- TensorFlow – [sample usage] [API] – Computation using data flow graphs for scalable machine learning
- TensorFlow Lite – [sample usage] [API] – An open source deep learning framework for on-device inference
- TensorRT – [sample usage] [API] – High-performance deep learning inference optimizer and runtime
- ALE – [sample usage] [API] – The Arcade Learning Environment to develop AI agents for Atari 2600 games
- DepthAI – [sample usage] [API] – An embedded spatial AI platform built around Intel Myriad X
- ONNX – [sample usage] [API] – Open Neural Network Exchange, an open source format for AI models
- nGraph – [sample usage] [API] – An open source C++ library, compiler, and runtime for deep learning frameworks
- ONNX Runtime – [sample usage] [API] – Cross-platform, high performance scoring engine for ML models
- TVM – [sample usage] [API] – An end to end machine learning compiler framework for CPUs, GPUs and accelerators
- LiquidFun – [sample usage] [API] – 2D physics engine for games
- Qt – [sample usage] [API] – A cross-platform framework that is usually used as a graphical toolkit
- Skia – [sample usage] [API] – A complete 2D graphic library for drawing text, geometries, and images
- cpu_features – [sample usage] [API] – A cross platform C99 library to get cpu features at runtime
- ModSecurity – [sample usage] [API] – A cross platform web application firewall (WAF) engine for Apache, IIS and Nginx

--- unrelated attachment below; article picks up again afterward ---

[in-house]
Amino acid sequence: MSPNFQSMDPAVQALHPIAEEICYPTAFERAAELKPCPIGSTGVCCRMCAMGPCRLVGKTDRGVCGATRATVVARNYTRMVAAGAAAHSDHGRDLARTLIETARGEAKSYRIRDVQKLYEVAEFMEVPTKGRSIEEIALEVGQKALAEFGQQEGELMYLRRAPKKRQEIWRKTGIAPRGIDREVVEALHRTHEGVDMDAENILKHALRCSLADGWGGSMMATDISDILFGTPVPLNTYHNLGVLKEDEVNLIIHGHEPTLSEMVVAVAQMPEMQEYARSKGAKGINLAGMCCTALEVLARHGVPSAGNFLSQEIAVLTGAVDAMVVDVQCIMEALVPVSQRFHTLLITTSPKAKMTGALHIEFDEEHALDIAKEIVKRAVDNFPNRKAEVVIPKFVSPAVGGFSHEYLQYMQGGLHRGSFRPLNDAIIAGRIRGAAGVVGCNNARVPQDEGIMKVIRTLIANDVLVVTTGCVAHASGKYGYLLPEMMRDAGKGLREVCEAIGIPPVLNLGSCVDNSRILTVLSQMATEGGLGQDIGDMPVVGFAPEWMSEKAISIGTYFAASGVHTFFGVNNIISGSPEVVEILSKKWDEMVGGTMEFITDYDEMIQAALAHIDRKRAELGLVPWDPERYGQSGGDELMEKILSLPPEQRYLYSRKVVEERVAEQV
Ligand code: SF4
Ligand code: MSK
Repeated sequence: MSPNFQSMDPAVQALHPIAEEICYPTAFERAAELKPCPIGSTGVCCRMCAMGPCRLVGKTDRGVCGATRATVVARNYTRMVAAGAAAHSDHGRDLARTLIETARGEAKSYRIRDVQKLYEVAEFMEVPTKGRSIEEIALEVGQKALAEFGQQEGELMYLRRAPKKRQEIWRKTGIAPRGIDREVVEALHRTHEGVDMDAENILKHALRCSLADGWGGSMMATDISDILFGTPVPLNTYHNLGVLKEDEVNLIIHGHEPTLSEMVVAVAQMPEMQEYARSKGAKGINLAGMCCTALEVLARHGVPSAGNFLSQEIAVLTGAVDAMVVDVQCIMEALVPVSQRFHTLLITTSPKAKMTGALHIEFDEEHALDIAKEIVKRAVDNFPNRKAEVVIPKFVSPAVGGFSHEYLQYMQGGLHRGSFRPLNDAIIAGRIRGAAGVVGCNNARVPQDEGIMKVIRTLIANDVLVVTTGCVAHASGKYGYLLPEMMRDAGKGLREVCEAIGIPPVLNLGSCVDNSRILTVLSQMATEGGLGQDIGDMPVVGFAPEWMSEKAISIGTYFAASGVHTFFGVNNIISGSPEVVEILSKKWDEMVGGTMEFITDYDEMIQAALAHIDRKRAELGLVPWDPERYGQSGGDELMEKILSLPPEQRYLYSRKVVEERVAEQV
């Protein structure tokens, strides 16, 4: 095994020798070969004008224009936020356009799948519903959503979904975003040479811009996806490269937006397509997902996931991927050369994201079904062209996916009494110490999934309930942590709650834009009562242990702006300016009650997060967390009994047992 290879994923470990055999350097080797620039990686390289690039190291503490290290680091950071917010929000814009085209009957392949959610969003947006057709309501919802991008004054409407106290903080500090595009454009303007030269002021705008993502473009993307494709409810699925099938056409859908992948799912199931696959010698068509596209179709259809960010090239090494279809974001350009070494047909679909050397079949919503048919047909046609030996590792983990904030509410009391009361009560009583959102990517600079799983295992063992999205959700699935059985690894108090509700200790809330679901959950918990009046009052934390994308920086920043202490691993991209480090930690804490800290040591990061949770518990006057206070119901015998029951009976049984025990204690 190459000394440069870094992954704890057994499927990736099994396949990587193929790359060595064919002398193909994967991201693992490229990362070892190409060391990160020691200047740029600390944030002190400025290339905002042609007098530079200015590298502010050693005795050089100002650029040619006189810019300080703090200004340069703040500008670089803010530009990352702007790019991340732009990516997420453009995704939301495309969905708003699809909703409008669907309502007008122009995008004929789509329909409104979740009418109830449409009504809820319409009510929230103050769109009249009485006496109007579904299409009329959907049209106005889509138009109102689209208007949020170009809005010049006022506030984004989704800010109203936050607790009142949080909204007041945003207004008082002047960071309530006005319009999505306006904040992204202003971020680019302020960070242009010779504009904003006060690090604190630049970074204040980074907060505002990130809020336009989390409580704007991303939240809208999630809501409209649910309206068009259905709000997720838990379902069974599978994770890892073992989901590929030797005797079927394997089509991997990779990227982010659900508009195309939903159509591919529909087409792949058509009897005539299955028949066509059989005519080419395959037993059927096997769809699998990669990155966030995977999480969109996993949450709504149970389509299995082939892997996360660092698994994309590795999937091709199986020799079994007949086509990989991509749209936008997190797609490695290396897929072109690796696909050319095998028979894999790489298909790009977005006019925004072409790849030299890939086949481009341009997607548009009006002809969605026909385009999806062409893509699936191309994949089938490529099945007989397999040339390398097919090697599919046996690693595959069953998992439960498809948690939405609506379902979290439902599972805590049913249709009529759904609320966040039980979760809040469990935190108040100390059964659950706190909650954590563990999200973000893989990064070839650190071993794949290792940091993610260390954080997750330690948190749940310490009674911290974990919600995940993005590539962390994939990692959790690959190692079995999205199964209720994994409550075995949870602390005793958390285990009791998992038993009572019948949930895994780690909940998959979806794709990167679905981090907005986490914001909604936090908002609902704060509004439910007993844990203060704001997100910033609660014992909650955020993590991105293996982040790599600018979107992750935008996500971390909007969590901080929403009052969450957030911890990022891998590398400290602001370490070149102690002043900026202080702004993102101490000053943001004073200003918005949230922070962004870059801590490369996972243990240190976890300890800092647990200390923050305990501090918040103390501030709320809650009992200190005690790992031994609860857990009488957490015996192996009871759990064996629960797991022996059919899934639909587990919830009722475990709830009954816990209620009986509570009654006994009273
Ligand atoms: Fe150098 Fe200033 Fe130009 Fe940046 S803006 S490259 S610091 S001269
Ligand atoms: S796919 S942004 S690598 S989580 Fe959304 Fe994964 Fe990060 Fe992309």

- Systems – [sample usage] [API] – To call native functions of operating systems (glibc, XNU libc, Win32, etc)
- Add here your favorite C/C++ library, for example: Caffe2, OpenNI, OpenMesh, PCL, etc. Read about how to do that.
We will add more to this list as they are made, including those from outside the bytedeco/javacpp-presets repository.
Projects Leveraging the Presets Bindings
- JavaCV [API] – Library based on the JavaCPP Presets that depends on commonly used native libraries in the field of computer vision to facilitate the development of those applications on the Java platform. It provides easy-to-use interfaces to grab frames from cameras and audio/video streams, process them, and record them back on disk or send them over the network.
- JavaCV Examples – Collection of examples originally written in C++ for the book entitled OpenCV 2 Computer Vision Application Programming Cookbook by Robert Laganière, but ported to JavaCV and written in Scala.